Power centre of Empire

Founded circa 15 BC by Augustus, Trier is the oldest of German cities. Of all these cities it is today the most evocative of Roman times. Some indication of its importance and prosperity can be drawn from the fact that two thirds of all Roman mosaics found in Germany come from this Mosel region. There is no doubt that senior officers from the Rhine forces would have regarded Augusta Treverorum (Trier) as a star attraction.23 It was ravaged by a barbarian incursion in about AD 275, being only 100 km from the Rhine, but recovered to become a favoured residence of several Emperors, notably of Constantine. Serving as administrative capital for the province of Belgica, it lay within a great curve of the beautiful river Mosella (Mosel), forming a vital junction for roads linking Gaul with the Rhine frontier. A fine road bridge was built to span the river in the second century AD: its original stone piers, clearly visible, support the modern road bridge. The local Celts, who belonged to the Treveri tribe, gradually adjusted to the Roman presence and Trier developed an essentially civilian character. The region was famed for the manufacture of cloth, military weapons and equipment. Hundreds of villas and estates graced the surrounding countryside. The excavated site of a very large palatial villa can be seen at Echternach in Luxembourg. Founded in AD 60-70 and covering an area of 118 x 62 metres, it eventually had two storeys with up to seventy rooms.

Vineyards were established on the steep, slatey slopes on either side of the winding Mosella. They still flourish, despite the passage of marauding armies through the centuries, and their produce, cosseted in slender green bottles, is often acclaimed as Germany’s finest white wine. Fig. 18 shows a recently-built replica of the type of Roman vessel that once plied the Mosella. This 18 metre-long vessel can be propelled by either a crew of trained oarsmen or by two 55- horsepower diesel engines. It is a vivid reminder that the navigable rivers of the Empire very frequently provided the most economical means of transportation.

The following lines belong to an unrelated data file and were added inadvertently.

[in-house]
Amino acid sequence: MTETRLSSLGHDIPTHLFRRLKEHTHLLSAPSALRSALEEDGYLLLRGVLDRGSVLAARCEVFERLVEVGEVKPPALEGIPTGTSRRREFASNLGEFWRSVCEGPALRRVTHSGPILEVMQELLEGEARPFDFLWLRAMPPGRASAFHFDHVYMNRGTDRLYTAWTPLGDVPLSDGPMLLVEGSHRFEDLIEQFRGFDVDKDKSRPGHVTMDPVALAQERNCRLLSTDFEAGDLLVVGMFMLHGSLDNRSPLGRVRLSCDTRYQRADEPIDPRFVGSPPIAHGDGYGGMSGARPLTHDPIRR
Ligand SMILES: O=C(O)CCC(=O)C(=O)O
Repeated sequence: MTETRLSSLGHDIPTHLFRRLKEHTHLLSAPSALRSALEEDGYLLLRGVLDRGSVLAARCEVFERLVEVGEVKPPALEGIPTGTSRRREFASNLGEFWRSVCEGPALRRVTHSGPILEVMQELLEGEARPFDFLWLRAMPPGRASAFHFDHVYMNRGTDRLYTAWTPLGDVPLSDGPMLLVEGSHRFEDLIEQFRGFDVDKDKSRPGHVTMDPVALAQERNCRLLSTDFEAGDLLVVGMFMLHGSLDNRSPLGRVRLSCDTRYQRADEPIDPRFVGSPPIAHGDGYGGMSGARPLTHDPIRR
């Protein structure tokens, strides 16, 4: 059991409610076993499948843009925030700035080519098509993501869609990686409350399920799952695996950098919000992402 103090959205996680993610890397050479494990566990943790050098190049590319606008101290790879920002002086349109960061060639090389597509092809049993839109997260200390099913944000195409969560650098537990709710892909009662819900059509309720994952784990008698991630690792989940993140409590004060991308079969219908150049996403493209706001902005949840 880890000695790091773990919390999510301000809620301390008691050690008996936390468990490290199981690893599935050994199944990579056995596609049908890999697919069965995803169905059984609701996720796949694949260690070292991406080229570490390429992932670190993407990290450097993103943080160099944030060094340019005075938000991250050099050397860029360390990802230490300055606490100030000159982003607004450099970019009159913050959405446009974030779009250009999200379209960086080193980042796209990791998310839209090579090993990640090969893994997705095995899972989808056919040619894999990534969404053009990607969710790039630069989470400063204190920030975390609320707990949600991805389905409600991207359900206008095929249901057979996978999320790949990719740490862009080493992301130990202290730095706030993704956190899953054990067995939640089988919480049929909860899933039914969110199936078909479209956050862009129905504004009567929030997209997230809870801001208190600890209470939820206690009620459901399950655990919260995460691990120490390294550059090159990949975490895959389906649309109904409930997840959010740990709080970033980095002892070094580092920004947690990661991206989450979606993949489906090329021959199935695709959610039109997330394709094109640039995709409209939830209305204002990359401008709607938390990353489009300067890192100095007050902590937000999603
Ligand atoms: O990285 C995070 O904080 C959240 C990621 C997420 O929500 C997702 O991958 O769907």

Fig. 18 – Replica of Roman ship (Neumagen, Mosel river).

In its prime, Trier boasted six-metre high curtain walls, monumental sandstone gateways, including the famous Porta Nigra, an amphitheatre for 18,000 spectators (Fig. 19), an oblong arena (circus) for chariot races, its own mint for coinage and two magnificent bathing complexes. The town walls and the Porta Nigra were built in 170-180 AD. An extremely large building, of Roman origin and known as the Basilika, is a prominent feature of modern Trier. Severely damaged by air raids in 1944, it was completely restored and now serves as a Protestant church. The walls are 2.7 metres thick and made of horizontal flat bricks. Bridged by a coffered timber ceiling, the enclosed space is breathtaking in its audacity. Devoid of any pillars or buttresses, it is 67 metres long x 27.5 metres wide x 30 metres high. Inside and outside, the building places a striking emphasis on vertical lines. Although it is difficult to gauge the extent of restoration, one is prepared to accept that it nonetheless recreates the atmosphere of the throne hall (aula palatina) of Emperor Constantine’s palace. The original was built in 310 AD.

Fig. 19 – Amphitheatre at Trier

  1. Edith Mary Wightman, Roman Trier and the Treveri (London: Rupert Hart-Davis, 1970) . []